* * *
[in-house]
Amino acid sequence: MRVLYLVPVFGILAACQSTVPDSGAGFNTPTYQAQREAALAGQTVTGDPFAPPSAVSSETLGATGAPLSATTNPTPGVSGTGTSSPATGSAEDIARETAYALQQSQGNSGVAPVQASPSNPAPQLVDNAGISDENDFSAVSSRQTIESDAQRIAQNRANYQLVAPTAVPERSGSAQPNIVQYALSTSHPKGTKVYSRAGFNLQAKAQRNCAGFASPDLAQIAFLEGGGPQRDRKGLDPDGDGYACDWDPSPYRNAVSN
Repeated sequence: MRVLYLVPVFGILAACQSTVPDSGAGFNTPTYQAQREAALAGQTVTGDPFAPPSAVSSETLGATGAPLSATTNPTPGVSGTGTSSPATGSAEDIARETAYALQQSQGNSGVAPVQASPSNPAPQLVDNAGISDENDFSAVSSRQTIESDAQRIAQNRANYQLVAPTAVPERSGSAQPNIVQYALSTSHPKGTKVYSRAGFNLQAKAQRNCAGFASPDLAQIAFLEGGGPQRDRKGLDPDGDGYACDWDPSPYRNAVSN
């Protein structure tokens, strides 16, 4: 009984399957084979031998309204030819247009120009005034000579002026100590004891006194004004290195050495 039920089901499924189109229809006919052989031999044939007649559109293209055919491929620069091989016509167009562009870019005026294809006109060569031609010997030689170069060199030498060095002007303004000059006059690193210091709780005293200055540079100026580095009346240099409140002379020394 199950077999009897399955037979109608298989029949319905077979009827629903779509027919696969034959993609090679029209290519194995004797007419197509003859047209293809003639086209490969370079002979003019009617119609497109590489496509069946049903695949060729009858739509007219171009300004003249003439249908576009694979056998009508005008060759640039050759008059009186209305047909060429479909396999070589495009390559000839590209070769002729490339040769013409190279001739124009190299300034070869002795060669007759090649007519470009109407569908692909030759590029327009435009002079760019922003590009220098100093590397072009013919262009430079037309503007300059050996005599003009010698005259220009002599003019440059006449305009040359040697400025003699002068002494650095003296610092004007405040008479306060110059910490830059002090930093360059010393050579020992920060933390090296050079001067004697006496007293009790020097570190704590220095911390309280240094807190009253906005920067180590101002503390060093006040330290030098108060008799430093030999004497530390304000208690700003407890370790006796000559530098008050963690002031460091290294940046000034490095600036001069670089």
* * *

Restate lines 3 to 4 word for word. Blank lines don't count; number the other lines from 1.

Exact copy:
Repeated sequence: MRVLYLVPVFGILAACQSTVPDSGAGFNTPTYQAQREAALAGQTVTGDPFAPPSAVSSETLGATGAPLSATTNPTPGVSGTGTSSPATGSAEDIARETAYALQQSQGNSGVAPVQASPSNPAPQLVDNAGISDENDFSAVSSRQTIESDAQRIAQNRANYQLVAPTAVPERSGSAQPNIVQYALSTSHPKGTKVYSRAGFNLQAKAQRNCAGFASPDLAQIAFLEGGGPQRDRKGLDPDGDGYACDWDPSPYRNAVSN
């Protein structure tokens, strides 16, 4: 009984399957084979031998309204030819247009120009005034000579002026100590004891006194004004290195050495 039920089901499924189109229809006919052989031999044939007649559109293209055919491929620069091989016509167009562009870019005026294809006109060569031609010997030689170069060199030498060095002007303004000059006059690193210091709780005293200055540079100026580095009346240099409140002379020394 199950077999009897399955037979109608298989029949319905077979009827629903779509027919696969034959993609090679029209290519194995004797007419197509003859047209293809003639086209490969370079002979003019009617119609497109590489496509069946049903695949060729009858739509007219171009300004003249003439249908576009694979056998009508005008060759640039050759008059009186209305047909060429479909396999070589495009390559000839590209070769002729490339040769013409190279001739124009190299300034070869002795060669007759090649007519470009109407569908692909030759590029327009435009002079760019922003590009220098100093590397072009013919262009430079037309503007300059050996005599003009010698005259220009002599003019440059006449305009040359040697400025003699002068002494650095003296610092004007405040008479306060110059910490830059002090930093360059010393050579020992920060933390090296050079001067004697006496007293009790020097570190704590220095911390309280240094807190009253906005920067180590101002503390060093006040330290030098108060008799430093030999004497530390304000208690700003407890370790006796000559530098008050963690002031460091290294940046000034490095600036001069670089």